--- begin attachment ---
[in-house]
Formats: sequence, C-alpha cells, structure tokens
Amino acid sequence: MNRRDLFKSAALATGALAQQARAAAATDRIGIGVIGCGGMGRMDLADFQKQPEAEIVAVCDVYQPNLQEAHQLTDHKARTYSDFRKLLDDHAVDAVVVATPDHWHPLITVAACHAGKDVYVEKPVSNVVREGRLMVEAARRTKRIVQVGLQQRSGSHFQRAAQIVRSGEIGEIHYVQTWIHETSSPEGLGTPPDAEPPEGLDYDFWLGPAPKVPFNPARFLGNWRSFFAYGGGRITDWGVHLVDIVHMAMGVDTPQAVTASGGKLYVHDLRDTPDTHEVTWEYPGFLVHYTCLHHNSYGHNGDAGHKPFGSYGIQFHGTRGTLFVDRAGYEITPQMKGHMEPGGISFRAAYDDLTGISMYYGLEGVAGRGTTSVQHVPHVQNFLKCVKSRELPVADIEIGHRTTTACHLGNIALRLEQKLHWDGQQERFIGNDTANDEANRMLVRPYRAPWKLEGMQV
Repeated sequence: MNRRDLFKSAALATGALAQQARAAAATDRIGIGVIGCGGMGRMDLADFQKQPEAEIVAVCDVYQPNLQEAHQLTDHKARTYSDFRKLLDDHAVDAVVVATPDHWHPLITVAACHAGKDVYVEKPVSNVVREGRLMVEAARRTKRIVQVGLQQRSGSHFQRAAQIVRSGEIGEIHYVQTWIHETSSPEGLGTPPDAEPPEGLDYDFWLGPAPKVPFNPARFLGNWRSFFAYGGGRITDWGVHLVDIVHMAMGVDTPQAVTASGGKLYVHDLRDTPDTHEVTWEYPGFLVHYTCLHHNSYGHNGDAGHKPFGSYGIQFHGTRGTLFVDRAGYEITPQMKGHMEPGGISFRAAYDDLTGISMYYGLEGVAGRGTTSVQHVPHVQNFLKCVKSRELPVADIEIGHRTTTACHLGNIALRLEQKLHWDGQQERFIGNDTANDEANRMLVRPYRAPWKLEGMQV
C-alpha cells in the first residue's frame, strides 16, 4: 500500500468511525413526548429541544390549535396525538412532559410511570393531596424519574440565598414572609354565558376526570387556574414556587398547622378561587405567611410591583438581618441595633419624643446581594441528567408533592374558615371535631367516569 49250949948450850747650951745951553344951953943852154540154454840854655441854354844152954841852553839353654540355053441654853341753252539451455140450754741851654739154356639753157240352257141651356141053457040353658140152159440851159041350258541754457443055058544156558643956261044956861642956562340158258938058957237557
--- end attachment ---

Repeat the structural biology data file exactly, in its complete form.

[in-house]
Formats: sequence, C-alpha cells, structure tokens
Amino acid sequence: MNRRDLFKSAALATGALAQQARAAAATDRIGIGVIGCGGMGRMDLADFQKQPEAEIVAVCDVYQPNLQEAHQLTDHKARTYSDFRKLLDDHAVDAVVVATPDHWHPLITVAACHAGKDVYVEKPVSNVVREGRLMVEAARRTKRIVQVGLQQRSGSHFQRAAQIVRSGEIGEIHYVQTWIHETSSPEGLGTPPDAEPPEGLDYDFWLGPAPKVPFNPARFLGNWRSFFAYGGGRITDWGVHLVDIVHMAMGVDTPQAVTASGGKLYVHDLRDTPDTHEVTWEYPGFLVHYTCLHHNSYGHNGDAGHKPFGSYGIQFHGTRGTLFVDRAGYEITPQMKGHMEPGGISFRAAYDDLTGISMYYGLEGVAGRGTTSVQHVPHVQNFLKCVKSRELPVADIEIGHRTTTACHLGNIALRLEQKLHWDGQQERFIGNDTANDEANRMLVRPYRAPWKLEGMQV
Repeated sequence: MNRRDLFKSAALATGALAQQARAAAATDRIGIGVIGCGGMGRMDLADFQKQPEAEIVAVCDVYQPNLQEAHQLTDHKARTYSDFRKLLDDHAVDAVVVATPDHWHPLITVAACHAGKDVYVEKPVSNVVREGRLMVEAARRTKRIVQVGLQQRSGSHFQRAAQIVRSGEIGEIHYVQTWIHETSSPEGLGTPPDAEPPEGLDYDFWLGPAPKVPFNPARFLGNWRSFFAYGGGRITDWGVHLVDIVHMAMGVDTPQAVTASGGKLYVHDLRDTPDTHEVTWEYPGFLVHYTCLHHNSYGHNGDAGHKPFGSYGIQFHGTRGTLFVDRAGYEITPQMKGHMEPGGISFRAAYDDLTGISMYYGLEGVAGRGTTSVQHVPHVQNFLKCVKSRELPVADIEIGHRTTTACHLGNIALRLEQKLHWDGQQERFIGNDTANDEANRMLVRPYRAPWKLEGMQV
C-alpha cells in the first residue's frame, strides 16, 4: 500500500468511525413526548429541544390549535396525538412532559410511570393531596424519574440565598414572609354565558376526570387556574414556587398547622378561587405567611410591583438581618441595633419624643446581594441528567408533592374558615371535631367516569 49250949948450850747650951745951553344951953943852154540154454840854655441854354844152954841852553839353654540355053441654853341753252539451455140450754741851654739154356639753157240352257141651356141053457040353658140152159440851159041350258541754457443055058544156558643956261044956861642956562340158258938058957237557